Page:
• Step 3: Simultaneously, you sell a put option with a strike price lower than the prevailing price, say Rs 1,900, expecting RIL to stay above this price. You also receive a premium, let’s assume Rs 60.

You have collected a total premium of Rs 110 (Rs 50 + Rs 60). This is your maximum potential profit.

Scenario Analysis:

  • RIL Stays Stable: As long as the price of RIL stays between Rs 1,900 and Rs 2,100 until expiration, both options will be worthless, allowing you to keep the entire premium of Rs 110 as a profit.
  • RIL Rise Above Rs 2,100: If RIL rises above Rs 2,100, the call option may be exercised. However, as long as the price doesn’t exceed Rs 2,210 (Rs 2,100 + Rs 110 premium), you won’t face a loss.
  • RIL Falls Below Rs 1,900: If RIL falls below Rs 1,900, the put option may be exercised. Similarly, as long as the price stays above Rs 1,790 (Rs 1,900 – Rs 110 premium), you are safe from losses.


  • Unlimited Loss Potential: If RIL makes a significant move in either direction beyond the breakeven points, you could face substantial losses.
  • Margin Requirements: Since the potential loss is unlimited, you will need sufficient margin in your account to cover the risk.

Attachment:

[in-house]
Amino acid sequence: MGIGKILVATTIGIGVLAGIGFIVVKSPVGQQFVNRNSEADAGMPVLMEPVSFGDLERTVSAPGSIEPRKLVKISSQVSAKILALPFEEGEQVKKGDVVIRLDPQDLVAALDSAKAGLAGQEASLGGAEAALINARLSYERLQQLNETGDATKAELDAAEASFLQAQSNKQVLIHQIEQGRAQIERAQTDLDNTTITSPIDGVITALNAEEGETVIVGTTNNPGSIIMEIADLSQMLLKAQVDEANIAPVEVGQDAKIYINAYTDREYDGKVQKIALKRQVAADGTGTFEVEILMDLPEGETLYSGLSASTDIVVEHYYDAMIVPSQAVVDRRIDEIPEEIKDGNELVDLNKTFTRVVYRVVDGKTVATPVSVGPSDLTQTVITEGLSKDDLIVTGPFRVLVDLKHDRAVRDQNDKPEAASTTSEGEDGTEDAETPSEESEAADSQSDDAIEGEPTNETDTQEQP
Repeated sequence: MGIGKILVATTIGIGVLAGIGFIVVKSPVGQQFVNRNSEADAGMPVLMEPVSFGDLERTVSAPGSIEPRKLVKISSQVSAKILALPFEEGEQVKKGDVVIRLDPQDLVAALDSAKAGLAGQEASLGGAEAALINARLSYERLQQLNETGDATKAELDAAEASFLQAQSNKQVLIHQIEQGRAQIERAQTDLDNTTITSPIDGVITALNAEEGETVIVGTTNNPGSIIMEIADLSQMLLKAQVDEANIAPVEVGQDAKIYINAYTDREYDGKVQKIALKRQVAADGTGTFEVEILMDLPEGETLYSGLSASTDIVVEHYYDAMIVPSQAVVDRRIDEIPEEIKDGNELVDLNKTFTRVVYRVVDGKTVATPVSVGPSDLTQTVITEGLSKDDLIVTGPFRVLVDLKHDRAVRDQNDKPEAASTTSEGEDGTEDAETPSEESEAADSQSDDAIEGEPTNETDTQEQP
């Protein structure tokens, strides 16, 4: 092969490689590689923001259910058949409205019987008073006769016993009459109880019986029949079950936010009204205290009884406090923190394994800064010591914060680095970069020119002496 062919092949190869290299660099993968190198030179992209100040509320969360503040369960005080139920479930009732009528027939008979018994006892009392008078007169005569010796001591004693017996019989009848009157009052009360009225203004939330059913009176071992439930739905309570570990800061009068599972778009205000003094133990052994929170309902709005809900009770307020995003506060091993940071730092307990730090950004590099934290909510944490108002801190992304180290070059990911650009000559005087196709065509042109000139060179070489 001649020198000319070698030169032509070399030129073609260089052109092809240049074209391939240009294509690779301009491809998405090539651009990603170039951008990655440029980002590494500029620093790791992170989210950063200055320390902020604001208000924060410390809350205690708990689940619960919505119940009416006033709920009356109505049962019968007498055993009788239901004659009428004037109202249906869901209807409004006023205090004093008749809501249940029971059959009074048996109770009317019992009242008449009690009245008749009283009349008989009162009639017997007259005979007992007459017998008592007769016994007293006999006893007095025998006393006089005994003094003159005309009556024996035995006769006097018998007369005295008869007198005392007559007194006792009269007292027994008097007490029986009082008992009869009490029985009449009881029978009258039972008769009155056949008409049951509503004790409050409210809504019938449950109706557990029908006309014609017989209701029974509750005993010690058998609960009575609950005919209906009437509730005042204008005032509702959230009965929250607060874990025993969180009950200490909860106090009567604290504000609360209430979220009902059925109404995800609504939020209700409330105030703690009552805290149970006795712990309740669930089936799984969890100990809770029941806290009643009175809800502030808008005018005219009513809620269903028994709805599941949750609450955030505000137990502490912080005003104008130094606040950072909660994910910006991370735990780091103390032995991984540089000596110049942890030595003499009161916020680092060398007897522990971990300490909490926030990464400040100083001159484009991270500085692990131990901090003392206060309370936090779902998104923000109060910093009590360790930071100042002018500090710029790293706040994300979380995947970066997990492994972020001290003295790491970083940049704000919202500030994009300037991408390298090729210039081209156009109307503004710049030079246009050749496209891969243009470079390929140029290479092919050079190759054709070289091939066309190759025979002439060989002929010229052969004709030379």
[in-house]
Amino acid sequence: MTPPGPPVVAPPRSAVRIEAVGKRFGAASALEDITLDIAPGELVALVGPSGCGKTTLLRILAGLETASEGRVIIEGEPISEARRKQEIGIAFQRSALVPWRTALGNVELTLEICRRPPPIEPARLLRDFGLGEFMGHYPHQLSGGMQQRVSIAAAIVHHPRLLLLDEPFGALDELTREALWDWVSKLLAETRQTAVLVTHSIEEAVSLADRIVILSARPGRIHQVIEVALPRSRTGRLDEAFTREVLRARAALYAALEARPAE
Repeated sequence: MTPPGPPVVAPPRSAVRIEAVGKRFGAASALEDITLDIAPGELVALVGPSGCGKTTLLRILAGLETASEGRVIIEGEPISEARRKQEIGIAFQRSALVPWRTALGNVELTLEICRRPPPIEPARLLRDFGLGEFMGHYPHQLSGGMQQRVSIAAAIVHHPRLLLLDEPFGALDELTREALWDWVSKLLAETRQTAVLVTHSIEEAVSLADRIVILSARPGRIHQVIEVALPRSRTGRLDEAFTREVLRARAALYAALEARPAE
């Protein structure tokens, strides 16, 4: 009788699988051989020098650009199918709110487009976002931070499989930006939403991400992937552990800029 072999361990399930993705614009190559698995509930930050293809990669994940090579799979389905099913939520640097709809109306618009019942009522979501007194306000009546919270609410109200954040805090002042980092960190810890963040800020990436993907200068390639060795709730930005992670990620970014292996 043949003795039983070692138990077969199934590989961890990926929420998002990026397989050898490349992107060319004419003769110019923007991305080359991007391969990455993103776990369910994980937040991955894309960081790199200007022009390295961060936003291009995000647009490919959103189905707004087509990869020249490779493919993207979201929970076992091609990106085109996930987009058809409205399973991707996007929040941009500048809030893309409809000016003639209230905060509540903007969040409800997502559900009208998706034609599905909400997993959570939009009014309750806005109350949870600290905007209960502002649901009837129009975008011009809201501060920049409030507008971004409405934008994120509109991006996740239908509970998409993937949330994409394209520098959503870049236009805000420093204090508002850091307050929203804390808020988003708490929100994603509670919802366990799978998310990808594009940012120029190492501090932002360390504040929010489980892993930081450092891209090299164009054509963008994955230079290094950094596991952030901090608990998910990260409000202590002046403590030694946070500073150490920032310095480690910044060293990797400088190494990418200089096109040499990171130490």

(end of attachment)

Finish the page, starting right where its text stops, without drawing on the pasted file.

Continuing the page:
Breakeven Points:

  • Upper Breakeven: Strike Price of Call + Premium Received = Rs 2,210
  • Lower Breakeven: Strike Price of Put – Premium Received = Rs 1,790

Tips for implementing short strangle strategy

Here are some tips to consider when using the short strangle option strategy. 

  • Before setting up a Short Strangle, assess the market volatility. It is a good time to sell options if you expect low volatility. For example, if the Nifty is at 17,000 points, you might sell a 17,500 call and a 16,500 put.
  • Select strike prices far enough from the current price to provide a cushion. Suppose Reliance shares are trading at Rs 2,000; you could sell a Rs 2,100 call and a Rs 1,900 put.